Plaintiffs may experience the litigation itself as a “crisis event” and may not have the psychological and emotional resources or skills to manage it.  Because parties are coping with the original harassment, they may be ill-equipped to take on the added burden of litigation stress.  Participation in sexual harassment litigation is associated with higher levels of PTSD symptoms, as well as lower levels of life satisfaction.  Women currently undergoing sexual harassment litigation more often exhibit demoralization, anxious arousal, fear, and self-blame.

Considering the huge risks of litigation (including many risks not listed above), it is not surprising that many victims learn to bury and repress memories of the crimes.

Our legal system enables offenders to get off without punishment or even publicity.  Powerful men who commit these crimes use lawyers to draft binding pre-dispute arbitration clauses and non-disclosure agreements to muzzle the victims.  Typically, the offenders are rich and powerful and the victims are poor and weak, so they are easily intimidated.  In many of the recent cases, offenders have lost their employment and suffered damage to their reputations, but almost all have gotten off without criminal punishment and have retained their wealth.  Because many of the acts occurred long ago, they are barred by statutes of limitations.  In any case, it would be difficult to clearly prove many of these cases because the evidence is stale and witnesses may not be available or would be afraid to testify truthfully.  And most victims think that the risks of engaging the legal system would far outweigh the potential benefits.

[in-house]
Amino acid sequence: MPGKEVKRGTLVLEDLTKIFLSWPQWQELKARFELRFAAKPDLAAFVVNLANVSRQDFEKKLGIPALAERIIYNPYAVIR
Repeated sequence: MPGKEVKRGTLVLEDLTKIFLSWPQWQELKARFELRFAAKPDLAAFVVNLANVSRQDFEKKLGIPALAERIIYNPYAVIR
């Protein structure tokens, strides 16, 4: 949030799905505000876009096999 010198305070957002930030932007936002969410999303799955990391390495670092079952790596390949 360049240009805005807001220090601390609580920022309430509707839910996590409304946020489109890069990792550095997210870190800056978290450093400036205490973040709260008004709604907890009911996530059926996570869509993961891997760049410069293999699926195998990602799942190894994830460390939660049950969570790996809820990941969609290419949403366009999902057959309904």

The Damage Wrought by the Kavanaugh Confirmation Process

The process used to investigate the allegations against now-Justice Kavanaugh demonstrates and perpetuates the problems I just described.  Although it was a legislative, rather than litigation, process, supporters of Justice Kavanaugh created a false narrative using litigation concepts.  This not only completely discredited the process in his situation, but it also spread false ideas about the legal framework for handling allegations of sexual offenses.

Of course, people will read the preceding paragraph with our increasingly polarized partisan biases.  As you read the following analysis, try using the de-biasing technique of perspective-taking – what we often call role reversals.  If the Democrats were in power and used the same approach as the White House and Congress did in this situation, would your conclusion differ?  Would the Republicans complain as much or as more as the Democrats have – or would they consider the process to have been fair and legitimate?

Justice Kavanaugh and his supporters portrayed him as a victim of false accusations and a political conspiracy.  This is a remarkable narrative considering that he was credibly accused as a serious offender who falsely denied the claims.  Justice Kavanaugh’s defenders falsely claimed that there was no corroborating evidence.  They imply that the only relevant charge is whether he assaulted Dr. Blasey Ford and that corroboration is limited to eye-witness testimony.  In fact, there is a serious issue whether Justice Kavanaugh made false statements under oath at his confirmation hearing, and she provided numerous sworn statements of people who she had told in the past about these events, which is a form of corroboration.  The Kavanaugh defenders also imply that these allegations of sexual assault would be insufficient without corroboration, which is not necessarily true.